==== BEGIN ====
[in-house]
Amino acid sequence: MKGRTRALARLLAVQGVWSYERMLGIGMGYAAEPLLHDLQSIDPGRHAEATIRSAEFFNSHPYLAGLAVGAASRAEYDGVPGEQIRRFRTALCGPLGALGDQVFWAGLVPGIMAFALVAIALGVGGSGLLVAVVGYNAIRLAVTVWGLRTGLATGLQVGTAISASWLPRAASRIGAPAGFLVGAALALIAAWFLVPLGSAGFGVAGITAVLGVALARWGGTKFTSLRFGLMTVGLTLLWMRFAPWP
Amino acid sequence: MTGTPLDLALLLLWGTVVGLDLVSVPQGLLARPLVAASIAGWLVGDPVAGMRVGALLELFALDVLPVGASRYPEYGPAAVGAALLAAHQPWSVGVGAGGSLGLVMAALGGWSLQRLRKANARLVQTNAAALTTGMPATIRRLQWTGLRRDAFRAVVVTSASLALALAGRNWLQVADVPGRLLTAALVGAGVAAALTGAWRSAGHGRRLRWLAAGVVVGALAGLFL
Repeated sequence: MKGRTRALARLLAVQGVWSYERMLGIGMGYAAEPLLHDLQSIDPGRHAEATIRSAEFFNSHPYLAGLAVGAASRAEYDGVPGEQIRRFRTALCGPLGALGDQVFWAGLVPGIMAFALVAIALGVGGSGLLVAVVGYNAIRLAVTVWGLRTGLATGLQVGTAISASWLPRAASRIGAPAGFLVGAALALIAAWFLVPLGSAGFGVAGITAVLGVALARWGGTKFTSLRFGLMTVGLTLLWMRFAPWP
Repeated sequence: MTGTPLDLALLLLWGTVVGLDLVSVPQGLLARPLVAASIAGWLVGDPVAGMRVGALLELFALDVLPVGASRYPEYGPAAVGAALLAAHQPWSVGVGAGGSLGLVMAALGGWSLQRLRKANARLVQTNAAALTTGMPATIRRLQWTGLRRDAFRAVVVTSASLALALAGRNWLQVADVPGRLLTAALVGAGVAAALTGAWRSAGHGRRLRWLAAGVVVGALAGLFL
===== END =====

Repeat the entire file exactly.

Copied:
[in-house]
Amino acid sequence: MKGRTRALARLLAVQGVWSYERMLGIGMGYAAEPLLHDLQSIDPGRHAEATIRSAEFFNSHPYLAGLAVGAASRAEYDGVPGEQIRRFRTALCGPLGALGDQVFWAGLVPGIMAFALVAIALGVGGSGLLVAVVGYNAIRLAVTVWGLRTGLATGLQVGTAISASWLPRAASRIGAPAGFLVGAALALIAAWFLVPLGSAGFGVAGITAVLGVALARWGGTKFTSLRFGLMTVGLTLLWMRFAPWP
Amino acid sequence: MTGTPLDLALLLLWGTVVGLDLVSVPQGLLARPLVAASIAGWLVGDPVAGMRVGALLELFALDVLPVGASRYPEYGPAAVGAALLAAHQPWSVGVGAGGSLGLVMAALGGWSLQRLRKANARLVQTNAAALTTGMPATIRRLQWTGLRRDAFRAVVVTSASLALALAGRNWLQVADVPGRLLTAALVGAGVAAALTGAWRSAGHGRRLRWLAAGVVVGALAGLFL
Repeated sequence: MKGRTRALARLLAVQGVWSYERMLGIGMGYAAEPLLHDLQSIDPGRHAEATIRSAEFFNSHPYLAGLAVGAASRAEYDGVPGEQIRRFRTALCGPLGALGDQVFWAGLVPGIMAFALVAIALGVGGSGLLVAVVGYNAIRLAVTVWGLRTGLATGLQVGTAISASWLPRAASRIGAPAGFLVGAALALIAAWFLVPLGSAGFGVAGITAVLGVALARWGGTKFTSLRFGLMTVGLTLLWMRFAPWP
Repeated sequence: MTGTPLDLALLLLWGTVVGLDLVSVPQGLLARPLVAASIAGWLVGDPVAGMRVGALLELFALDVLPVGASRYPEYGPAAVGAALLAAHQPWSVGVGAGGSLGLVMAALGGWSLQRLRKANARLVQTNAAALTTGMPATIRRLQWTGLRRDAFRAVVVTSASLALALAGRNWLQVADVPGRLLTAALVGAGVAAALTGAWRSAGHGRRLRWLAAGVVVGALAGLFL